Sociology

Everyone is part of a web of social relations that offers them opportunities and imposes constraints on the way they behave. Sociologists seek to explain how opportunities and constraints interact to influence economic, political, criminal, sexual, and other forms of social behaviour. They do so by systematically observing social milieux, conducting surveys and experiments, analyzing official statistics, and inspecting historical documents.

 

Admission Information

  • Apply to the Social Sciences admission category on the St. George campus
  • Six Grade 12 U or M courses, including English are required
  • Students outside of Ontario should have the equivalent senior high school credits

 

Bachelor of Arts Programs

  • Sociology (specialist, major and minor options)

 

First-Year Courses

  • SOC 101Y1 – Introduction to Sociology
  • SOC 102H1 – Introduction to Sociology: Social Inequalities
  • SOC 103H1 – Introduction to Sociology: Social Institutions and Processes

 

Advice for First Year

Students who are interested in enrolling in a sociology program should take SOC101Y1 or SOC102H1 and SOC103H1. This is a prerequisite for many courses in the department and is required for all sociology programs.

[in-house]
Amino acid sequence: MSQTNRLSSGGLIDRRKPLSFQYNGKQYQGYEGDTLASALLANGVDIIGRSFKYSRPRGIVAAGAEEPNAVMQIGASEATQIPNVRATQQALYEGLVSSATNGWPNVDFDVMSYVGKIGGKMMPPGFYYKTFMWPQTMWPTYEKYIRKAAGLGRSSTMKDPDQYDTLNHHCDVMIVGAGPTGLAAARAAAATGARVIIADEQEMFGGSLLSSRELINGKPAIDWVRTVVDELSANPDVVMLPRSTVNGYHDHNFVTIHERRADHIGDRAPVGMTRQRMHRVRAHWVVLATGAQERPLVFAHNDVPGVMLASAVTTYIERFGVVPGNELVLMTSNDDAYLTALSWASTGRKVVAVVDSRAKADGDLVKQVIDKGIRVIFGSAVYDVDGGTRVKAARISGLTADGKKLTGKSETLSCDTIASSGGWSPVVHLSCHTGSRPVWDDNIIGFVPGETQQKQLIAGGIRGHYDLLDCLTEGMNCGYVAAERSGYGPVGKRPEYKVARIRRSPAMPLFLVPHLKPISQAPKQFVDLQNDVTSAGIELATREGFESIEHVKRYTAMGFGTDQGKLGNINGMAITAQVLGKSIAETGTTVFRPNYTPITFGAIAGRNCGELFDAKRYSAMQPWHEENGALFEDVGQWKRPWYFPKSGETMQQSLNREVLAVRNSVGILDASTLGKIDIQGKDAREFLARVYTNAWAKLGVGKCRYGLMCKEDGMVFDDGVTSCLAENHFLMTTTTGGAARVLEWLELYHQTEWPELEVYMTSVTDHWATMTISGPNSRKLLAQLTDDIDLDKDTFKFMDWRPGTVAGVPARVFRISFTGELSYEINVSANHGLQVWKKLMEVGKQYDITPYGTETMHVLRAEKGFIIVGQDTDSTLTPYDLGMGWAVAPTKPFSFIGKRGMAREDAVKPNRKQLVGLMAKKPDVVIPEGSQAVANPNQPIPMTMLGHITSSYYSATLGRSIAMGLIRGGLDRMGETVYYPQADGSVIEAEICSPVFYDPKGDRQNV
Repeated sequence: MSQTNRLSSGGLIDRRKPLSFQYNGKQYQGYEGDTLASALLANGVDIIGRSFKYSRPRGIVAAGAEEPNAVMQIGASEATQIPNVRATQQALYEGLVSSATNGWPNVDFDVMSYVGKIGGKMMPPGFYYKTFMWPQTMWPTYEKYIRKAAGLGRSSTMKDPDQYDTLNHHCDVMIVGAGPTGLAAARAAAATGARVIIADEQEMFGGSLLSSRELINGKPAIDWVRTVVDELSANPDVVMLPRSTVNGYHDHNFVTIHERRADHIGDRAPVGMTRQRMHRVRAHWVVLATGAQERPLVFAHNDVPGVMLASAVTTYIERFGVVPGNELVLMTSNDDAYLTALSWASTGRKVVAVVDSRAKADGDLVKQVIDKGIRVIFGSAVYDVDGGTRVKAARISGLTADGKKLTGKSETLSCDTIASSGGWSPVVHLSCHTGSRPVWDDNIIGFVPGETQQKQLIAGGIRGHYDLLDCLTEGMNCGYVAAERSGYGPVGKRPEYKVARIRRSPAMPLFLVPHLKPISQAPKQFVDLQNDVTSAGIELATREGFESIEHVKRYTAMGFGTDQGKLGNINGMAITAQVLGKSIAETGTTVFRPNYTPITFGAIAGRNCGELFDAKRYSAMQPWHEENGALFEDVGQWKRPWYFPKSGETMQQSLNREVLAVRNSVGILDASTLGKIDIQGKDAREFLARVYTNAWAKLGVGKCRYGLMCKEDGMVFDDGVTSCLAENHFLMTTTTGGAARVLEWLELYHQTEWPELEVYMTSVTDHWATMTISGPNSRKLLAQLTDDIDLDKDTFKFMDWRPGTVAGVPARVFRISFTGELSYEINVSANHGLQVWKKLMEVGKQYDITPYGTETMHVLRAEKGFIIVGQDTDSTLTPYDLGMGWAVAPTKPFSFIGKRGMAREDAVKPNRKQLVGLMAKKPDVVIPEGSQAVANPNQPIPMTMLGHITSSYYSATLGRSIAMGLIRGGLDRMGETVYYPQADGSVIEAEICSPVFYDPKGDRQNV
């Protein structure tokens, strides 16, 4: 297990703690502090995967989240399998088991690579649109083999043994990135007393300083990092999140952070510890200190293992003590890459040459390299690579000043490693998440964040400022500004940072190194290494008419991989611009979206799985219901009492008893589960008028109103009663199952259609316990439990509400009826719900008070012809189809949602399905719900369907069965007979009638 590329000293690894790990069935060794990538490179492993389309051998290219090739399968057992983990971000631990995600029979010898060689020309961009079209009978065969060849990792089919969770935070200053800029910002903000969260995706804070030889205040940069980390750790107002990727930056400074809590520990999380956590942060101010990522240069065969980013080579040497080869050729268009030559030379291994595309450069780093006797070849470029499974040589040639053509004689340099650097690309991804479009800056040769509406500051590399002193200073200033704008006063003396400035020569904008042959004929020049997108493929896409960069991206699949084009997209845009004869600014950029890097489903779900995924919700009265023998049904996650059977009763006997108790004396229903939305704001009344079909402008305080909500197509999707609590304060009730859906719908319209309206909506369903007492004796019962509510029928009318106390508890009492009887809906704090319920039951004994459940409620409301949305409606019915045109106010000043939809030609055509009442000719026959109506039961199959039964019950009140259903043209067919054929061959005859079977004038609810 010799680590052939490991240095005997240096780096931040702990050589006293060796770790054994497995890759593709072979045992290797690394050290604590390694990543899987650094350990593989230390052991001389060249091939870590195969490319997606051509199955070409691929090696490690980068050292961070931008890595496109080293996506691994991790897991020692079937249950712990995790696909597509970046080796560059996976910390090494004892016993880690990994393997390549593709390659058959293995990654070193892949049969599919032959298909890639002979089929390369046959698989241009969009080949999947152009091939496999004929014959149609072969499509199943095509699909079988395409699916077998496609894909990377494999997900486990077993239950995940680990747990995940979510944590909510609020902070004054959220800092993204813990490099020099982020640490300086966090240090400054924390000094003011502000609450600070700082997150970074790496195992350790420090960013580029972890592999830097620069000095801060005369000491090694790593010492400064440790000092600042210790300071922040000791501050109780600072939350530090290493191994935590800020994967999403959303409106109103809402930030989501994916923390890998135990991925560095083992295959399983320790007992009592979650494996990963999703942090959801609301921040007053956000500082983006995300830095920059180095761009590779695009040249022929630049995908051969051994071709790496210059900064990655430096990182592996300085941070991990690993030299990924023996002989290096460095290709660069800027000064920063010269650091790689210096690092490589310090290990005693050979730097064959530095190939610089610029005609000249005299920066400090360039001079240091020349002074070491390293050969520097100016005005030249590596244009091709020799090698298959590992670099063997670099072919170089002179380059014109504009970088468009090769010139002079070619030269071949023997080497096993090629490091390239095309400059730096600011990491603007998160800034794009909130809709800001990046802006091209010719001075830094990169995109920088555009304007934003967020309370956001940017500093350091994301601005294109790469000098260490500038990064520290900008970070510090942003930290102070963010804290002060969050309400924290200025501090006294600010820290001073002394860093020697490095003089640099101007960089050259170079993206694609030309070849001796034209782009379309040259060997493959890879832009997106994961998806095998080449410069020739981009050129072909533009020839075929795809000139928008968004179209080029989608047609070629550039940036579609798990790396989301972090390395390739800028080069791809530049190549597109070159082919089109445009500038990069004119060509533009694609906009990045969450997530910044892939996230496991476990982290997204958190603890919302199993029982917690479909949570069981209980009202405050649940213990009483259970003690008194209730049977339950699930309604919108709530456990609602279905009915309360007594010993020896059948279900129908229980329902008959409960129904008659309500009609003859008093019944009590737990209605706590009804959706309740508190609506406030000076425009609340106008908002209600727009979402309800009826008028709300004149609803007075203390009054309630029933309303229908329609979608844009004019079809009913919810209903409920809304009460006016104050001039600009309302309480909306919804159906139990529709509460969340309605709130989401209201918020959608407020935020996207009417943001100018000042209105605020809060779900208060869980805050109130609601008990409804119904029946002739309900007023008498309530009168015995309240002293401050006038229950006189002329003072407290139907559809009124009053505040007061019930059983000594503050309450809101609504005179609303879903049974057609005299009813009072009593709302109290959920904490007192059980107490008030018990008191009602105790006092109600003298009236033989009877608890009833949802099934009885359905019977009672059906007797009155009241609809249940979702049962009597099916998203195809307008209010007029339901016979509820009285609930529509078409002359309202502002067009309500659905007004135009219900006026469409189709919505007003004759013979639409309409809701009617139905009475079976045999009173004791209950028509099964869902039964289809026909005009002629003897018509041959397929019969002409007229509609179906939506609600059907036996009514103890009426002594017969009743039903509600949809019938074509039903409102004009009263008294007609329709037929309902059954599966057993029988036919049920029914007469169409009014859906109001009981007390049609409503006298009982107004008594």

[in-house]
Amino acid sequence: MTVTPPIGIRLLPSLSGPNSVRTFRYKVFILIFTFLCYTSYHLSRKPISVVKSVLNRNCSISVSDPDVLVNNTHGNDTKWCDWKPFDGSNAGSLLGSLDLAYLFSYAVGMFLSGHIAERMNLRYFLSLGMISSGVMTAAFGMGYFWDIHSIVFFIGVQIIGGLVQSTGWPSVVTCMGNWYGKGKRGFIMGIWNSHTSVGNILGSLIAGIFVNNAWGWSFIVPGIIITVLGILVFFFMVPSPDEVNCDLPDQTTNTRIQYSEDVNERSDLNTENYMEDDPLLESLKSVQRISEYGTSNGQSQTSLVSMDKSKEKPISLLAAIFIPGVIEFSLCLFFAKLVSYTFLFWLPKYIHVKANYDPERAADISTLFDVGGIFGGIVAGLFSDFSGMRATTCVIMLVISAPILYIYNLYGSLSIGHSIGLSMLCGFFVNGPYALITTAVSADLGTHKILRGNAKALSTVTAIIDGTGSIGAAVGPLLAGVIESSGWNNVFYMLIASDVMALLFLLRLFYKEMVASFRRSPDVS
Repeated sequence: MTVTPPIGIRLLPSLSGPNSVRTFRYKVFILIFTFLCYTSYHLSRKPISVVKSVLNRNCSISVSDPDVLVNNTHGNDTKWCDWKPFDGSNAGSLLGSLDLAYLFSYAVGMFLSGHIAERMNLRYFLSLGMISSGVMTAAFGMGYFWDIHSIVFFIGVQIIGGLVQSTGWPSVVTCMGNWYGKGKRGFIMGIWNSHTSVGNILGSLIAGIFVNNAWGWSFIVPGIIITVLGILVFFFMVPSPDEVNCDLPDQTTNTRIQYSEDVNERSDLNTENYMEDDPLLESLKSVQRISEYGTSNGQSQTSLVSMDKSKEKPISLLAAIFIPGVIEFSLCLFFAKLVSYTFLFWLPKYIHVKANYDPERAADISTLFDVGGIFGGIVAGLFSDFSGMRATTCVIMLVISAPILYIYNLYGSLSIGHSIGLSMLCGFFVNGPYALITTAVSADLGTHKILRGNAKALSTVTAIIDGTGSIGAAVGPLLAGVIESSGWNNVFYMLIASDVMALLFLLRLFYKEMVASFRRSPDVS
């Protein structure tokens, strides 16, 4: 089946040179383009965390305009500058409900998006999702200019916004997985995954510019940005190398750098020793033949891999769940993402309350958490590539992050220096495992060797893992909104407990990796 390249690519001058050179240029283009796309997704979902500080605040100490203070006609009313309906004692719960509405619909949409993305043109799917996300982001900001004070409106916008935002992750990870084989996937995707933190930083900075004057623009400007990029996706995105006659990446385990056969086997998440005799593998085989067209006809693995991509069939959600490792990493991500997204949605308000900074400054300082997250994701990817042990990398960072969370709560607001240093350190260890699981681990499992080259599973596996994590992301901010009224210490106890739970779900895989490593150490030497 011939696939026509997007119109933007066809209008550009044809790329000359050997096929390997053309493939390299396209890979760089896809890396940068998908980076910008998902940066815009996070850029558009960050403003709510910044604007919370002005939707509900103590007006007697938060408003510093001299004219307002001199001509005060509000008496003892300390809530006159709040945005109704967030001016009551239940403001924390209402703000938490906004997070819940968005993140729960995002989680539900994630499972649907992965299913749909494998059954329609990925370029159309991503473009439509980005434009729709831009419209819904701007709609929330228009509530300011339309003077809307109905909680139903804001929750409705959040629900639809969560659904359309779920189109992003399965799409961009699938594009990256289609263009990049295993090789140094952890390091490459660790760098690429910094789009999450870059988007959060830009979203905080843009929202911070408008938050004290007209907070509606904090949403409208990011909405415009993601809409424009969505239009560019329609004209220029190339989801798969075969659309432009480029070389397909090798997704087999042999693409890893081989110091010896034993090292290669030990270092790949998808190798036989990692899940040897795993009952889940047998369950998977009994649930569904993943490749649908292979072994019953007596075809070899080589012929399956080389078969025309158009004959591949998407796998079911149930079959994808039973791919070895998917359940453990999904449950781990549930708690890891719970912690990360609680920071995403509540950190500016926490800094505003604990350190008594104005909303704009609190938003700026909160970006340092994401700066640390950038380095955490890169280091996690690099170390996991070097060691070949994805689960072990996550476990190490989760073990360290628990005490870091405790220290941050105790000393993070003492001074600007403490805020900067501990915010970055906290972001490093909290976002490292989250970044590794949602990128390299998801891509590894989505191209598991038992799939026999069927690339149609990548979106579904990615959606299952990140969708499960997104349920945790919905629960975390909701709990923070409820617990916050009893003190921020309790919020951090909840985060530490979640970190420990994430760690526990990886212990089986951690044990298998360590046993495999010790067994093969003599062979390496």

Careers

Many organizations need sociologists with skills in planning, data analysis, and policy analysis. Others require the “people skills” that one often learns in sociology. Careers for people with a degree in sociology include the following:

  • In government: urban/regional planner, human rights officer, personnel coordinator, employment equity analyst, health policy analyst
  • In research: survey researcher, market researcher, statistical analyst, consumer researcher
  • In community work: occupational/career counselor, public health/hospital administrator, union consultant, community organizer, youth outreach worker
  • In business: market analyst, consumer researcher, public relations officer, labour relations officer, project manager, journalist 

Many careers require a graduate degree. A master’s degree usually takes a year beyond the BA. A PhD requires original research and may take five years beyond the BA. Positions as faculty members in postsecondary educational institutions require a PhD with evidence of high quality research and excellent communication skills.   

A career in any of the fields above may require additional technical training, graduate education and /or experience beyond the undergraduate level. Students are advised to use the resources offered by the University of Toronto's Career Centre.

 

 

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